The Art of Forgiveness
On Wednesday, October 2, 2019, I witnessed an act of forgiveness that took my breath away, angered me and brought tears to my eyes all at once.
Eighteen year old, Brandt Jean, asked Judge Tammy Kemp for permission to hug his brother’s murderer. He wanted to hug the woman who up until the moment she pulled the trigger, in the wrong apartment, proudly posted her racist beliefs. Up until that moment she was the law, after that moment she became a small defenseless woman who was afraid for her very existence. Another day, another scared cop and another dead Black body.
Brandt Jean’s genuine need to forgive his brother, Botham’s, killer was an act that is filled with so many shades of grey, one will spend a decade counting them all.
The Art of forgiveness is a discipline worthy of study in any institution of learning and is definitely a subject that needs to be taught in churches everywhere. Brandt Jean showed a depth and width of forgiveness that Black Americans are known for. We forgive our oppressors. We forgive our killers. We walk with olive branches in our purses and pocketbooks at the ready because it’s hardwired into our DNA via our ancestry and the sting of massa’s whip.
The moment he touched his brother’s killer, the pieces of me that have grown weary of the another Black or Brown body show was angry. How many more scared cops must we endure? How many more home grown shooters must we see humanized to avoid saying what the children of the hues already know? We pray, we forgive and now we hug. THAT HUG!
That hug and act of forgiveness took my breath away and drew me back into the recesses of my mind. Back to the night I had to write my own victim impact statement for the sentencing of one of my son’s attackers.
My child lived. My child lived.
The day I wrote my victim statement it felt like it took me hours to get the first word out. I got up before sunrise to pray and couldn’t, truthfully I didn’t want to. I watched the sunrise, listened to the house wake up and everyone go to school and work. I just sat in the window staring off into space.
I never got a chance to write a victim impact statement for my father or my cousin. Too angry and grief stricken during those times.
My son lived, he lived. I was deeply grateful for this. He was here and received justice, a privilege denied to many, denied to Bathom Jean. I spent hours looking for “it”. That moment where forgiveness would kick in and love would come dancing in to replace the rage, hurt and deep longing for another moment with my loved ones long gone. I sat on my bed for most of the day until I realized that the sun had set and my face was stained from my dried tears. When I looked at the time, I had less than an half day to get my statement together.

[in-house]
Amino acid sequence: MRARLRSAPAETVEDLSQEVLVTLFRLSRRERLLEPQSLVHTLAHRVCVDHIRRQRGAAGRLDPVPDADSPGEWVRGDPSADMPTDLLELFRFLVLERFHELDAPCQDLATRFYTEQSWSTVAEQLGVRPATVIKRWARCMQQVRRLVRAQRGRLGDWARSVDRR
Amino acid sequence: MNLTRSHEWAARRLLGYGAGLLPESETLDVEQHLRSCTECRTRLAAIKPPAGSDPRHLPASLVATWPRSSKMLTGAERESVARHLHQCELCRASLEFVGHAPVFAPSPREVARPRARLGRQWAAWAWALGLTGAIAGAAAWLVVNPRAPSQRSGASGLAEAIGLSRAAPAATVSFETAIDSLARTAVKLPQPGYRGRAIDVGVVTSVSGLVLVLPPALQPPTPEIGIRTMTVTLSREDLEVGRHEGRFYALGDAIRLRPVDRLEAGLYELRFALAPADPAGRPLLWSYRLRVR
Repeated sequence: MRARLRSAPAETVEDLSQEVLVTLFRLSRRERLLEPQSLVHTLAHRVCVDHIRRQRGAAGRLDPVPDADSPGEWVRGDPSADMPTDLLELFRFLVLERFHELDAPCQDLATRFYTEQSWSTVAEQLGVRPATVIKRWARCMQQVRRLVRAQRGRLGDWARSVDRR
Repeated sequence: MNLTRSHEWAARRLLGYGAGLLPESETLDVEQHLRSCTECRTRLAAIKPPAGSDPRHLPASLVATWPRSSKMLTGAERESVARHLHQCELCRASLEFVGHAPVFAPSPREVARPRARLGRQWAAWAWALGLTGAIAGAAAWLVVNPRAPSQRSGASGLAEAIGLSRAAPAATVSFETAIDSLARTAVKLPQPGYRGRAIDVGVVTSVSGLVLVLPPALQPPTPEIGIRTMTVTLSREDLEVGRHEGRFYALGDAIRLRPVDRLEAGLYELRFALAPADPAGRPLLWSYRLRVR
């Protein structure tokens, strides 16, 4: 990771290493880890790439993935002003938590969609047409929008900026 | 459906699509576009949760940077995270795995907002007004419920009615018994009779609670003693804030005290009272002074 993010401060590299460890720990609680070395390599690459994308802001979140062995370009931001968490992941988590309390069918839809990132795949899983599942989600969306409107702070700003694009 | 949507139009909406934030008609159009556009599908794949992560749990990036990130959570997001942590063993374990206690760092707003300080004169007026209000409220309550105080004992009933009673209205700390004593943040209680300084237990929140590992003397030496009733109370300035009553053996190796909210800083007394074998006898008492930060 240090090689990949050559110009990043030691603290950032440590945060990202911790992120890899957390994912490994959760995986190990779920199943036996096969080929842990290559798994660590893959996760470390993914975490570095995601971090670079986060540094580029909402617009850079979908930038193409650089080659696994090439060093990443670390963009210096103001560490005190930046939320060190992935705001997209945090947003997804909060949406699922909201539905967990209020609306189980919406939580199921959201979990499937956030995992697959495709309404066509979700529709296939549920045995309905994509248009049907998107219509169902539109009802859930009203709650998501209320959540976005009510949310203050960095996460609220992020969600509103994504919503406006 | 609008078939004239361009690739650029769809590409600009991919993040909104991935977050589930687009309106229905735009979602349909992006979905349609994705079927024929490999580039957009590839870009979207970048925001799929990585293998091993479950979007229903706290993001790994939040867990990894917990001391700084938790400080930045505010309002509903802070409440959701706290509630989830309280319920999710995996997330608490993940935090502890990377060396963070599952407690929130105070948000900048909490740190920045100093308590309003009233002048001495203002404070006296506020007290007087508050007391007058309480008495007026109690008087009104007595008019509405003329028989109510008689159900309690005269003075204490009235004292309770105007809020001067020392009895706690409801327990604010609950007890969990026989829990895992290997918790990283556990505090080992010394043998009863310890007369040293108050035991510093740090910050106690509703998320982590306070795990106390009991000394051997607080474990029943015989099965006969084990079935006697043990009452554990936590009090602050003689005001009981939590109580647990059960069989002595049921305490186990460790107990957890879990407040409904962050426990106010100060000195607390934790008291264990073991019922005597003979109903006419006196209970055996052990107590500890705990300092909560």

I decided that I would write from my heart and tell the man who attempted to shorten my child’s life exactly what I thought of him. To my great surprise, sometime during the early morning, I wrote my statement. I didn’t even remember doing so. I read what I had written and it was profound, so much so that to this day I swear my Ori descended and wrote what I could not.
As I watched that young man hug that killer, I understood the why’s and how’s. I understood it completely, even though I didn’t agree, I got it.
Over the decades I have learned that there is an art to forgiveness. To put yourself in a state that allows you to forgive someone who has betrayed you or taken a loved one from you is an act so revolutionary that it defies logic. True forgiveness is not a sign of weakness or being a mental slave. Forgiveness is that unique sonata, jazz riff or one of kind poem that requires you to remember all of the pain and ugliness so that you can transform it into your own elevation. Some people need to use religion, some use creative pursuits or throw themselves into projects/work to help them get to that space of forgiveness because otherwise we would drown in our sorrow and rage.
Here is the victim statement I wrote:
Mr. ****, a little over two years ago you made a decision to participate in a series of events that has forever changed the lives of both your family, our family and yourself. The actions taken on ***** cannot be undone, all we can do is move forward.
The history and levels of violence towards African Americans both external and internal has taken a huge toll on our communities, families and individual psyches. Daily we grapple with the inherited burden that comes from generations of oppression, hopelessness and struggling to get ahead in systems that were not designed for the advancement of men such as yourself.
When you made the choice to act as a societal virus instead of as a man who could correct, you became another part of the generational and societal machine that would seek to keep Black and Brown bodies in a state of dysfunction, fear and disenfranchisement.
It is our hope that one day, you will be a man that helps young African American men and boys make better choices, that you will be a community builder and a leader, instead of a thief, a partner to assault and part of the larger problem that plagues African American communities nationally.
There are no free actions in this life and today you are paying a heavy price for the poor choice that you made.”
There are no winners in this, we hope that whatever your destiny maybe from this point forward, you walk it with integrity and become a community and nation builder.”
I forgave, have forgiven and will forgive again but I won’t be hugging anyone who harms me or mine… I’m not that quite evolved yet.
To the Jean family and all of the many others who grapple with the never ending night of grief, anger and the countless what ifs, may the forgiveness you have extended bless and elevate not only yourself but, your family past, present and future.
Ibae Ibae Ibae